I think that Michelle Obama is very wise to engage with different platforms so that her campaign can be seen by more people. I do not necessarily believe that Jimmy Fallon will attract young generations (elementary and high schools), but rather the late teenage and twenties population. The Millennial Generation is very engaged with social media and digital media. By tapping into the channels they chose to monitor and engage in daily, you will not only reach a larger audience but they will share content and move it further along as well. Although I think the viral messaging is a good idea, I am not sure if watching videos actually makes people get up and move to music like Michelle Obama wants. I think it would be more successful to have a segment like she does and do a Jimmy Kimmel send-in like his Halloween candy segments every year. If people were asked to send in videos of them dancing, they would be more likely to engage in the action, not just think about what Michelle Obama is trying to achieve.

  2. Zander Buel says:

    I think the only people this campaign will reach are people who support the Obama Administration. If it’s a successful tactic that is truly, honestly encouraging young people to make healthier lifestyle changes, then good for them. I can’t see how it will be any better or worse than any other health/fitness movements. They all follow suite, except this one has political implications.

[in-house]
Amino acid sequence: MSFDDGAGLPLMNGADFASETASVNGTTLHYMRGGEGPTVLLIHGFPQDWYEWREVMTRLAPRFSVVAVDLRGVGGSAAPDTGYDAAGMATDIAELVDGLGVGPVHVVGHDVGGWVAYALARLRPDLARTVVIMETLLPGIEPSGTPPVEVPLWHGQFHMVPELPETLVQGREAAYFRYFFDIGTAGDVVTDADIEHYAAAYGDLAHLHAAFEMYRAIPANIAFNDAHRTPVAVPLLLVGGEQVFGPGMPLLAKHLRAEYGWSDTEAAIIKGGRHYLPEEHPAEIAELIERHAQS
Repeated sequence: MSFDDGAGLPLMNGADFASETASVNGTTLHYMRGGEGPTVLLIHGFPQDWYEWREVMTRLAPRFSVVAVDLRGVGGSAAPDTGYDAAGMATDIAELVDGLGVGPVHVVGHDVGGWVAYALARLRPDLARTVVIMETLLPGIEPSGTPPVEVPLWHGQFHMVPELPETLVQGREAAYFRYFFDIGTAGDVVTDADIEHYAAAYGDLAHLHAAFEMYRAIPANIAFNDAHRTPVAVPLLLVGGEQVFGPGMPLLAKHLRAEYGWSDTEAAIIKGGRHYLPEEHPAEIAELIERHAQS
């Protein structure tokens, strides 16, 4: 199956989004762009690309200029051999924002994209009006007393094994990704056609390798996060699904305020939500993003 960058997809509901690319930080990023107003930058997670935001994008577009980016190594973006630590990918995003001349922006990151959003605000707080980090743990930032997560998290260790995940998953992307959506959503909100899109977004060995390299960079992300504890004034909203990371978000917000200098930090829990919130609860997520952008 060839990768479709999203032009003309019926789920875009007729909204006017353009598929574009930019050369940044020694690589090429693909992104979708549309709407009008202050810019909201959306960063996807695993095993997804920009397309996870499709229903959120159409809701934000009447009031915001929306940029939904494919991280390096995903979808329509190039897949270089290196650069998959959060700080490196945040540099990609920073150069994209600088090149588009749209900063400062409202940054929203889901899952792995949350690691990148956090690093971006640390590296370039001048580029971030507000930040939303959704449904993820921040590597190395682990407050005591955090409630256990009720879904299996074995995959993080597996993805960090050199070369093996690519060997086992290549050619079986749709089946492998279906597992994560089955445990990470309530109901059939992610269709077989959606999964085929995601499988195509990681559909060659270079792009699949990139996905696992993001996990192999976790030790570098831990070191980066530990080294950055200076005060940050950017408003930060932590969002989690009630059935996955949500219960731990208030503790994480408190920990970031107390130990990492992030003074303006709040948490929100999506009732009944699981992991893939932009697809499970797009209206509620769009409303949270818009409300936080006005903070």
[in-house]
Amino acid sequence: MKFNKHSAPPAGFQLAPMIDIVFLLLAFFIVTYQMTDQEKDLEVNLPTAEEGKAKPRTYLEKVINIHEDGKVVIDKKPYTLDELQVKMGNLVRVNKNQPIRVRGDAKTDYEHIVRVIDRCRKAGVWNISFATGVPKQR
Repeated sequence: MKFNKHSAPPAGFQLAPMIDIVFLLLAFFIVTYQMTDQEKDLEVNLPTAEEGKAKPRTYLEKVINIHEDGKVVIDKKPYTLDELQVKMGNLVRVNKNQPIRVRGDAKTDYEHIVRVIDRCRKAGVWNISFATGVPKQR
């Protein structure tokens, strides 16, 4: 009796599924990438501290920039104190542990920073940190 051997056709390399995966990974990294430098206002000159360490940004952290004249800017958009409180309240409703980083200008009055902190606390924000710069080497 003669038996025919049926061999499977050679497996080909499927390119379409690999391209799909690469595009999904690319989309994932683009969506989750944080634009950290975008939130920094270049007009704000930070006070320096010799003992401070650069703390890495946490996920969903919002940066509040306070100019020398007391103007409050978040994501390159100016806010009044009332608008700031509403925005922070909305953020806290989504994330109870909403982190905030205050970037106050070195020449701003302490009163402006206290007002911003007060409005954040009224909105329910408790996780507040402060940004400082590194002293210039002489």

3. Brett Nachman says:

    Hi Meenah. I’m glad you covered this topic, as Michelle Obama’s campaign to get everyone eating healthier and exercising more has had major social implications — generally, very positively. Her choice to appear on relevant talk shows, such as Fallon’s, have been a strategic measure met by both acclaim and encouraging results. Through presenting the information in a fun, accessible manner — for instance, persuading Fallon’s character to try kale chips — she is teaching through entertainment. While I doubt a majority of viewers would readily consider eating the vegetable snack as a result of seeing the skit, perhaps it might lead some to Google it and maybe consider looking for it at the grocery store. While I much prefer the old food pyramid, the “My Plate” format is certainly more appealing visually and also easily understandable. It’s a given that the obesity crisis that exists in our nation will not lessen overnight — no pun intended — but I have a feeling that smart and entertaining efforts crafted by Mrs. Obama and her team are helping raise awareness. Additionally, bringing athletes or pop stars into the picture (obese young individuals may be more interested in seeing exercise and make better food choices) are often more effective spokespeople than a First Lady. I certainly approve of Mrs. Obama’s campaign and look forward to seeing more efforts addressing these health issues, especially if they include more humor.

  4. Meenah Rincon says:

    I absolutely agree with some of your views. I also think that it is a way to bring awareness to the issue, but would I get up and start dancing because Michelle Obama said it’s good for me? Probably not, but I do take that message with me. It did make me look into the new My Plate that replaced the food pyramid. I think that she is in a position to influence people into making better food and health choices and the technological advances are there to make it possible. Whether their tactic changed the choices people make in regards to food and exercise is hard to measure, but it did get people talking about it.